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Speaks to the overworking that many artists get caught up in. I have a tendency to work on several music projects at once, often times very ahead of the release date. The great thing about that is that I always have something to do and I usually get it done ahead of time. The downside is once I’m done I don’t stop and take a breath and appreciate the accomplishment. Even this very moment I’m writing this the day I released Meadowlark and I’m sitting here making sure all the stuff for the album release is in order. “Calendars to corners, corners turn into bars, bars turn into cells, cells turn into sentences.” Sometimes I’m trapped.

Manifest Destiny

This is the oldest song on the album and I wasn’t positive that we would be able to pull off the energy this song possesses when played live, but with the arrangement of the ending thoroughly helped by Chris Hesiner (Bass), Tevis (Drums), and Jeremy Oliveria (Producer/Mixer), I think we were able to pull it off.  Lyrically the song is dealing with America’s obsession with Manifest Destiny and how deep seeded it is into the country’s spine.

Nervous Tick

Another political song that also challenges the idea that we as a society have become that much more enlightened then previous societies. “I thought that we had moved past this, thoughts above this plateau. I thought we were supposed to be better?” As far as the recording goes we were messing with the instrumental section starting at 1:33 and trying to add something that would really take the next section to another level and so I grabbed my Line 6 DL4 delay pedal and started screwing around. Somehow the crazy sound effect was the exact tempo we needed, so Jeremy just doubled it and pulled one track back giving it an echo effect. We could sit in that room for a thousand years and never get it to line up that perfectly again.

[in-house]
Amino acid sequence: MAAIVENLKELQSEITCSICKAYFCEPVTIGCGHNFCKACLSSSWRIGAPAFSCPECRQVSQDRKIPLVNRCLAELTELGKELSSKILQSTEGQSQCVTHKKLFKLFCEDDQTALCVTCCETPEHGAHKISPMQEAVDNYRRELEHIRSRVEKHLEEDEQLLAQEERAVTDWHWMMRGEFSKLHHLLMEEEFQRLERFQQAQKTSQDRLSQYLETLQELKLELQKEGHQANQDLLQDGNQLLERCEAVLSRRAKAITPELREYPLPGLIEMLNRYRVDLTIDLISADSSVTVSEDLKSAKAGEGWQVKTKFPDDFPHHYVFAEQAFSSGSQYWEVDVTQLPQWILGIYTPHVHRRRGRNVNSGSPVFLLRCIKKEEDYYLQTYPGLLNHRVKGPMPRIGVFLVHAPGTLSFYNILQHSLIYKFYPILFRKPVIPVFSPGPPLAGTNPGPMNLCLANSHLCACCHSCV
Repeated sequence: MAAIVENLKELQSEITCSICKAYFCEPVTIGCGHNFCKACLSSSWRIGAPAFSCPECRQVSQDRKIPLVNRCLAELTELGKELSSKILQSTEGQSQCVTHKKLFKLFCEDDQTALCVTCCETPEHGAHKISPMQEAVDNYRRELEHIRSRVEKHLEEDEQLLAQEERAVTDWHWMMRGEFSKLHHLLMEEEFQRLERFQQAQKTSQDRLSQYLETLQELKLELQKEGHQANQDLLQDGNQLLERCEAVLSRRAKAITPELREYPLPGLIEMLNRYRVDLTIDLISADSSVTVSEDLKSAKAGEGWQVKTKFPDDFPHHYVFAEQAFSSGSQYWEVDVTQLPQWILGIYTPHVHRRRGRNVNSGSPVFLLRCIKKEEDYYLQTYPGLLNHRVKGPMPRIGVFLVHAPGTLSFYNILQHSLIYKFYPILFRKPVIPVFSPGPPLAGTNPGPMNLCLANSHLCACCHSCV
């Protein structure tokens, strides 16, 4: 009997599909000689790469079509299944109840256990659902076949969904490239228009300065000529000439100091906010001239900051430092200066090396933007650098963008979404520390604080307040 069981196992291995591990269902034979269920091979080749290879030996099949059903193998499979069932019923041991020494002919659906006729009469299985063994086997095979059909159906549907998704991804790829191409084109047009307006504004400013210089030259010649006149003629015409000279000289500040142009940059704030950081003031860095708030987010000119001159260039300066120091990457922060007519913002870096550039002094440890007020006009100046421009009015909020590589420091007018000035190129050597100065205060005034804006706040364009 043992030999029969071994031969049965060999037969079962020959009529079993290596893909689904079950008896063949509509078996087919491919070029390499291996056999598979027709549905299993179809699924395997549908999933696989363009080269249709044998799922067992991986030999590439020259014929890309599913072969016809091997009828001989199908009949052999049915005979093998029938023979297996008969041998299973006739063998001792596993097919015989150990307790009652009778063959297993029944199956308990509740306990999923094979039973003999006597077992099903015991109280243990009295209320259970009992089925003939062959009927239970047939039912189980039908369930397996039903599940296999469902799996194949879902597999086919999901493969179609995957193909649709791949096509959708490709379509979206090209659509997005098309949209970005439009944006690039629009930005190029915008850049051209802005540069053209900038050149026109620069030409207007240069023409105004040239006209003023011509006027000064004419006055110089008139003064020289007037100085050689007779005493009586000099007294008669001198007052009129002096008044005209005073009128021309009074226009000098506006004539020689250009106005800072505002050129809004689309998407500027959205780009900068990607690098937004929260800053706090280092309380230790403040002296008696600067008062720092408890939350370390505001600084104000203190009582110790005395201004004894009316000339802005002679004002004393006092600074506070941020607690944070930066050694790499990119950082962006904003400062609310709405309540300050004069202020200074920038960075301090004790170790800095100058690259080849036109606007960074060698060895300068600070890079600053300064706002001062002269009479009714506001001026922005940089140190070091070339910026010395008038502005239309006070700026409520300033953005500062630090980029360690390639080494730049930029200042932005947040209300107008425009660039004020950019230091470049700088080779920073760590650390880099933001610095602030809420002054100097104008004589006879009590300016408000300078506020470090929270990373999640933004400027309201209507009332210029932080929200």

Collapse was a really fun song written to give “The Dance” more of an impact and set the stage for that song. It came together fairly easily and I always enjoy when albums have an instrumental song leading straight into another song.

The Dance

This song deals with the past, present, and future. We have a tendency to look back and think, “The good ole’ days” or “Everything was terrible,” we can’t look at it without bias. So this song really just explores the concept of taking a hard side or opinion on everything, which I do quite frequently. It ends on a refrain that we never know if the future is there, so it also implores us to live in the present.

After the Dance

A song to lead us out of The Dance. I thought the title was kind of funny and enjoyed playing as many songs as I could in 7! Originally I wanted to title Collapse, Before the Dance. This song has some fuzzy guitar at the end which is always exciting for me to fool around with.
Micah McCaw
Micah McCaw